Todd France, Spikes' agent, said he plans to counter the Bengals' proposal at the beginning of next week, when he'll get a feel for how quickly a deal can get done. Unlike Colton, France said he's willing to continue talks into the season.

"We obviously don't want to distract Takeo, but we also want to continue a dialogue and keep the lines of communication open," France said. "The goal is to keep Takeo in Cincinnati. He wants to stay and play there."

Blackburn talked with Colton as recently as late Tuesday afternoon and both remain optimistic something can get worked out with Simmons before Colton's deadline of the July 25 opening of camp. After that, he reiterated Tuesday that he won't engage in negotiations until after the season.

"Our conversations have been productive, but we are still quite a distance apart," Colton said. "Most of what we have done up to now is discuss our differences in philosophy and viewpoint and we've trying to bridge those differences."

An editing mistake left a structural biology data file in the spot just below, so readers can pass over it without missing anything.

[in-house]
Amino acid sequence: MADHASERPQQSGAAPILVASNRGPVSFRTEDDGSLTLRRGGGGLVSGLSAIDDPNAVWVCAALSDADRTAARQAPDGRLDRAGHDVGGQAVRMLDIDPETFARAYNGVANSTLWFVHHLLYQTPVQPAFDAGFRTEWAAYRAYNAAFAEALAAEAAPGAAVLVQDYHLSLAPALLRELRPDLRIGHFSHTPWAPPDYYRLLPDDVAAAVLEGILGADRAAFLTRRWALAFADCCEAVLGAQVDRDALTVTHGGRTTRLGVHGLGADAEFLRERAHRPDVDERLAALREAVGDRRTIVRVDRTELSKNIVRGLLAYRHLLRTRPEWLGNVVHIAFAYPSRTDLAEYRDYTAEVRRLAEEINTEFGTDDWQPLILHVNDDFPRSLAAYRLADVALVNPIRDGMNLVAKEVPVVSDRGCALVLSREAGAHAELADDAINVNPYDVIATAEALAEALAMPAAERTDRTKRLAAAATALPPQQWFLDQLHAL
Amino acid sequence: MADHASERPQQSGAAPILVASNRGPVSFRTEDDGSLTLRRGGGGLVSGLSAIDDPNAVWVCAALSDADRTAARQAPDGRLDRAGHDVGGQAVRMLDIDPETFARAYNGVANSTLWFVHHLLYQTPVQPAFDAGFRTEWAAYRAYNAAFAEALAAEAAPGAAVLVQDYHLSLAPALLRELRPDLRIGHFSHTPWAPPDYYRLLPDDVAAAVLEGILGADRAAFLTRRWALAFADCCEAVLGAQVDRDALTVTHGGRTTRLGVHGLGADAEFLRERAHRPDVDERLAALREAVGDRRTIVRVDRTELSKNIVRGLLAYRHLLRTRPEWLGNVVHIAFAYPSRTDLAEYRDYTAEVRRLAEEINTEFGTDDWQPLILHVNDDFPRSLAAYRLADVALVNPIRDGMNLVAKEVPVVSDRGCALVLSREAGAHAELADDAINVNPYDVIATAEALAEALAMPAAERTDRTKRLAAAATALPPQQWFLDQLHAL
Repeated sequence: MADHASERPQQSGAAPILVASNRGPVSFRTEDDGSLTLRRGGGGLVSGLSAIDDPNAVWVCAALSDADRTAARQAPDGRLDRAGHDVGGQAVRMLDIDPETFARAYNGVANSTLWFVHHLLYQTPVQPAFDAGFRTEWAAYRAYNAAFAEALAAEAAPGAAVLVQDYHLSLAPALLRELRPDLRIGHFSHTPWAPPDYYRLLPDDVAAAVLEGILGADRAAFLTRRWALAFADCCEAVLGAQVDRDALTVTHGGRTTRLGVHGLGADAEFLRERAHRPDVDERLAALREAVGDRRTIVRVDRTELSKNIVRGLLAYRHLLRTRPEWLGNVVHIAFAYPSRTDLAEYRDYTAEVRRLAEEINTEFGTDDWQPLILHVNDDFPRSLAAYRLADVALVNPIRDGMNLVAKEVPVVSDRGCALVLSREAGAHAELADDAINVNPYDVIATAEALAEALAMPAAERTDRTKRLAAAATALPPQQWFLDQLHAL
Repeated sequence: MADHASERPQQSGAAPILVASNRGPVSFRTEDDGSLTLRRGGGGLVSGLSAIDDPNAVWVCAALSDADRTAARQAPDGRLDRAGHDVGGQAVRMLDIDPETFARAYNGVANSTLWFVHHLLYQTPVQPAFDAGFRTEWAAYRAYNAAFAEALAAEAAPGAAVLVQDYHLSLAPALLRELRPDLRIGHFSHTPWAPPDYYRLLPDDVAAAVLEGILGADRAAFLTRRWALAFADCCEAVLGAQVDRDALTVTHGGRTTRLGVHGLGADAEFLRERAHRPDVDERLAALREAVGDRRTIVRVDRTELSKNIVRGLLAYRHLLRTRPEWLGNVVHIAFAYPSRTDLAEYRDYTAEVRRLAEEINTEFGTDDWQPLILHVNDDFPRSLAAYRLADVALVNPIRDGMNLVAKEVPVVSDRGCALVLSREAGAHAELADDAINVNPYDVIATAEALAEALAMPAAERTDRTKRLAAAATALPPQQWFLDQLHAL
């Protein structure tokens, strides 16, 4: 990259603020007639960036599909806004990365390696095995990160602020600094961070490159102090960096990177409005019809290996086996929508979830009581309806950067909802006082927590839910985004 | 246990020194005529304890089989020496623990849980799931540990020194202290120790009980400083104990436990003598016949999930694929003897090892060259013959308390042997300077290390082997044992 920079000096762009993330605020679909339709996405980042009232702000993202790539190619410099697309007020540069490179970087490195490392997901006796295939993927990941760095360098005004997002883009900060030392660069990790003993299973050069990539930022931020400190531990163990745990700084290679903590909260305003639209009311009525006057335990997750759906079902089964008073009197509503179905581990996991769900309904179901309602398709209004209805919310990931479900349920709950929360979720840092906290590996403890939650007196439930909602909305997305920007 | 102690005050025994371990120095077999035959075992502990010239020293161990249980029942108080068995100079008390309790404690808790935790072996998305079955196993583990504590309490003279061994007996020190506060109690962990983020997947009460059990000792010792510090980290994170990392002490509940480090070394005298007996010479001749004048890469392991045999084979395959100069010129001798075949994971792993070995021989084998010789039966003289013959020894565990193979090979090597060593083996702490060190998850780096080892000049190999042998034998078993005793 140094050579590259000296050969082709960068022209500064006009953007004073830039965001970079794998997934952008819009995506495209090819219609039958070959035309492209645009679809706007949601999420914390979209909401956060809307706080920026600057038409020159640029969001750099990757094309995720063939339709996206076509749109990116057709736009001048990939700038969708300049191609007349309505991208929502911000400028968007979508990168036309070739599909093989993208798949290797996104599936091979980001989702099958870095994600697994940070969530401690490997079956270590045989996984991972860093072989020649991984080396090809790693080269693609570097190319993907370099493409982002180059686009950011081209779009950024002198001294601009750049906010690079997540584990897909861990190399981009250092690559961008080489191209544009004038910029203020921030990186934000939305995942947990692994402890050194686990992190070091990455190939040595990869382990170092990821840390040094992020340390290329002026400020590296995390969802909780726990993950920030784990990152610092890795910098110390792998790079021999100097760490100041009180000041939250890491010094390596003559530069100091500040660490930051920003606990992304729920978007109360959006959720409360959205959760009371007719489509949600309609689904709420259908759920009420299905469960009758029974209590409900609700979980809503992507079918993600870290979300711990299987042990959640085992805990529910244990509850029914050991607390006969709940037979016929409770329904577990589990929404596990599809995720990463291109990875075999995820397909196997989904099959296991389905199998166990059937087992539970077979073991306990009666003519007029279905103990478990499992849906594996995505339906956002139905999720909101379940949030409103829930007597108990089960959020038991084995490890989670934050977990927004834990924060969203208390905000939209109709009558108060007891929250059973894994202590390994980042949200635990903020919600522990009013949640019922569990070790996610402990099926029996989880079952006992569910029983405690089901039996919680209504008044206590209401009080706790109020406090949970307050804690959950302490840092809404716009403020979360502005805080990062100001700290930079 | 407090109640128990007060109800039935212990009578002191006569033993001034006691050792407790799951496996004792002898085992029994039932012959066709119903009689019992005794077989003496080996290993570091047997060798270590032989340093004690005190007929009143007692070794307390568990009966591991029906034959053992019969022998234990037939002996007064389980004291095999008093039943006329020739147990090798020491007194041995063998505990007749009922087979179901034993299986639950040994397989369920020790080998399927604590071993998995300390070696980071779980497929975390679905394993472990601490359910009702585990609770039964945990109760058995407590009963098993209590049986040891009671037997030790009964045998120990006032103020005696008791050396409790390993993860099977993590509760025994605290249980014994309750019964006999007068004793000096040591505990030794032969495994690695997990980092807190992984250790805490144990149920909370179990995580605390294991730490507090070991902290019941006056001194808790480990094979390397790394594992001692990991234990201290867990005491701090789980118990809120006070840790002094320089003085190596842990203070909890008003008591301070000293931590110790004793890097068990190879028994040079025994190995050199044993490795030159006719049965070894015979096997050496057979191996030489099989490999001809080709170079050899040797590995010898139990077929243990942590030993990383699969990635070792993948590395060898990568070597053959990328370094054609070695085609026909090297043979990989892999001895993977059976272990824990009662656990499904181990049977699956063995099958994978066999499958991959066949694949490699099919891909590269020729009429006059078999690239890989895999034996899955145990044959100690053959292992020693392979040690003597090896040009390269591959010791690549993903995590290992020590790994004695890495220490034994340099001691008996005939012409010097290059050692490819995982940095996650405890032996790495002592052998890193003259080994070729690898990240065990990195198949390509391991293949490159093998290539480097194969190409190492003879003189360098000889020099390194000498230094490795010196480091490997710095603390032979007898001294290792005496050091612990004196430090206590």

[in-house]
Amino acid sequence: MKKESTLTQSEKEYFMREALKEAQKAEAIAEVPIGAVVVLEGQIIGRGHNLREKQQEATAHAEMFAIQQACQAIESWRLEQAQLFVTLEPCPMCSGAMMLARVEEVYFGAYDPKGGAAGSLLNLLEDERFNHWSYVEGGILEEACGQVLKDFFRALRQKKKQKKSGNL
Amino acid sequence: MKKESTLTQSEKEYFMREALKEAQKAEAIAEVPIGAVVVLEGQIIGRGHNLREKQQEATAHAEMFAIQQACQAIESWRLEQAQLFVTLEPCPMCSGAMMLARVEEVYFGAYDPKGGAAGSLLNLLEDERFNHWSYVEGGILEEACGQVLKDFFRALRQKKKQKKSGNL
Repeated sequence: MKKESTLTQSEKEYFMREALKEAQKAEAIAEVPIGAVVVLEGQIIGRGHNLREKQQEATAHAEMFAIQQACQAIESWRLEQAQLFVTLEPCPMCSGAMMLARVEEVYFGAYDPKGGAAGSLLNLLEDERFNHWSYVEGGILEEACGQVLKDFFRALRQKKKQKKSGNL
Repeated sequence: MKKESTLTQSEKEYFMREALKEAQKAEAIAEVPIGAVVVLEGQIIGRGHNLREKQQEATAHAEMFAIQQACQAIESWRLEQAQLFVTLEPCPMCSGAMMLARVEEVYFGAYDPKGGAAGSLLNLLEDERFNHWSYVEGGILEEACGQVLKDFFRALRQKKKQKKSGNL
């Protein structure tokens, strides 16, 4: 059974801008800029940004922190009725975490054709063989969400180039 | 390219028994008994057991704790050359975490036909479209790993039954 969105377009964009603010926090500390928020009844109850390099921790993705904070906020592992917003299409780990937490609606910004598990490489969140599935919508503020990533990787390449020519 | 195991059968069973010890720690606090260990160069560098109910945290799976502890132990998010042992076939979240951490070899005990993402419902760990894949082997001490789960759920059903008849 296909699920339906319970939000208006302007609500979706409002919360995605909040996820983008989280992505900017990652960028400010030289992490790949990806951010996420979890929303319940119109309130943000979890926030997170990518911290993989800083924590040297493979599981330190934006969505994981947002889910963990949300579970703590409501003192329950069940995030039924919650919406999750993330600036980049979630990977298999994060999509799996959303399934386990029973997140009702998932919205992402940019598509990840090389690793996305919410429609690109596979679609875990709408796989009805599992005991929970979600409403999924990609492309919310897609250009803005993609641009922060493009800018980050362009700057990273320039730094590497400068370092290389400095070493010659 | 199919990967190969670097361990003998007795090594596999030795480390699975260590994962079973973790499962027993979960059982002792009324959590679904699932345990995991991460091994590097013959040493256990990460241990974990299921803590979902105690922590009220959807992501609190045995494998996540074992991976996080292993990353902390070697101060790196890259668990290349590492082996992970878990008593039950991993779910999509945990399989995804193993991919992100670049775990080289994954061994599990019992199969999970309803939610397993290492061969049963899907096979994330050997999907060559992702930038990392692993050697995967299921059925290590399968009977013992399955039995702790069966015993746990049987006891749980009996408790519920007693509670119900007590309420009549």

Part of the problem, Colton said, is the comparisons the Bengals have drawn to players like Steelers outside linebacker Joey Porter. Porter recently signed an extension averaging $3.7 million per year with a $5 million bonus and like Simmons, Porter is not yet an unrestricted free agent and is one of the most important players on his defense.

"But Brian is a pretty unique and versatile player with his speed," Colton said. "Porter could be a key in some defenses around the league, like the Steelers, but I would argue that Brian is the kind of player who can fit into all of the NFL's 32 schemes."

Colton said he'll keep at it, but, "Time is shrinking,".

The Bengals' room under the cap expanded to about $2.5-$3 million for veterans in the Michael Westbrook-Darnay Scott trade, but the Bengals are fighting cap shrinkage with Spikes and Simmons.